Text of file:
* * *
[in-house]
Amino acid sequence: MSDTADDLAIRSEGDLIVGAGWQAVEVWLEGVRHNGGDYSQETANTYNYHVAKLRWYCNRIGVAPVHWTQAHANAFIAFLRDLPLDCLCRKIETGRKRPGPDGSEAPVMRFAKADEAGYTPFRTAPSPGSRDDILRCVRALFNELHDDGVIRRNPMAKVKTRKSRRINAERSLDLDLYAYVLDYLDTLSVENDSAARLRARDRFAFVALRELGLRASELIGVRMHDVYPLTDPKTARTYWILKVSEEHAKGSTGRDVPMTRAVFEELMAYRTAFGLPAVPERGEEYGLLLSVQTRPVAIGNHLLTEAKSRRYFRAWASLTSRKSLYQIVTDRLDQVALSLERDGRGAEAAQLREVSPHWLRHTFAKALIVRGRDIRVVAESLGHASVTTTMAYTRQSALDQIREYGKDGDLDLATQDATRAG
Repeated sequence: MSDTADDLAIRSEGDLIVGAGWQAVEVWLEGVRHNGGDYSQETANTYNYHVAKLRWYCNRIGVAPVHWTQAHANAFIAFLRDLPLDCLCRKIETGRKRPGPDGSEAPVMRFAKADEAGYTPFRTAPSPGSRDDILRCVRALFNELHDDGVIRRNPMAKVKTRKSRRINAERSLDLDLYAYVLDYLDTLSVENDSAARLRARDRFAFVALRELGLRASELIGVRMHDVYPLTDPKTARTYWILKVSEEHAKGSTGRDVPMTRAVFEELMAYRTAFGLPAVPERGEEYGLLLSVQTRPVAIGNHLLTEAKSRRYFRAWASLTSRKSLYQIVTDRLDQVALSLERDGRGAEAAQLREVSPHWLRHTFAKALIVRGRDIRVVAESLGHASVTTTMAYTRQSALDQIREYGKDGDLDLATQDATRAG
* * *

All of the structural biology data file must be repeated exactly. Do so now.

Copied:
[in-house]
Amino acid sequence: MSDTADDLAIRSEGDLIVGAGWQAVEVWLEGVRHNGGDYSQETANTYNYHVAKLRWYCNRIGVAPVHWTQAHANAFIAFLRDLPLDCLCRKIETGRKRPGPDGSEAPVMRFAKADEAGYTPFRTAPSPGSRDDILRCVRALFNELHDDGVIRRNPMAKVKTRKSRRINAERSLDLDLYAYVLDYLDTLSVENDSAARLRARDRFAFVALRELGLRASELIGVRMHDVYPLTDPKTARTYWILKVSEEHAKGSTGRDVPMTRAVFEELMAYRTAFGLPAVPERGEEYGLLLSVQTRPVAIGNHLLTEAKSRRYFRAWASLTSRKSLYQIVTDRLDQVALSLERDGRGAEAAQLREVSPHWLRHTFAKALIVRGRDIRVVAESLGHASVTTTMAYTRQSALDQIREYGKDGDLDLATQDATRAG
Repeated sequence: MSDTADDLAIRSEGDLIVGAGWQAVEVWLEGVRHNGGDYSQETANTYNYHVAKLRWYCNRIGVAPVHWTQAHANAFIAFLRDLPLDCLCRKIETGRKRPGPDGSEAPVMRFAKADEAGYTPFRTAPSPGSRDDILRCVRALFNELHDDGVIRRNPMAKVKTRKSRRINAERSLDLDLYAYVLDYLDTLSVENDSAARLRARDRFAFVALRELGLRASELIGVRMHDVYPLTDPKTARTYWILKVSEEHAKGSTGRDVPMTRAVFEELMAYRTAFGLPAVPERGEEYGLLLSVQTRPVAIGNHLLTEAKSRRYFRAWASLTSRKSLYQIVTDRLDQVALSLERDGRGAEAAQLREVSPHWLRHTFAKALIVRGRDIRVVAESLGHASVTTTMAYTRQSALDQIREYGKDGDLDLATQDATRAG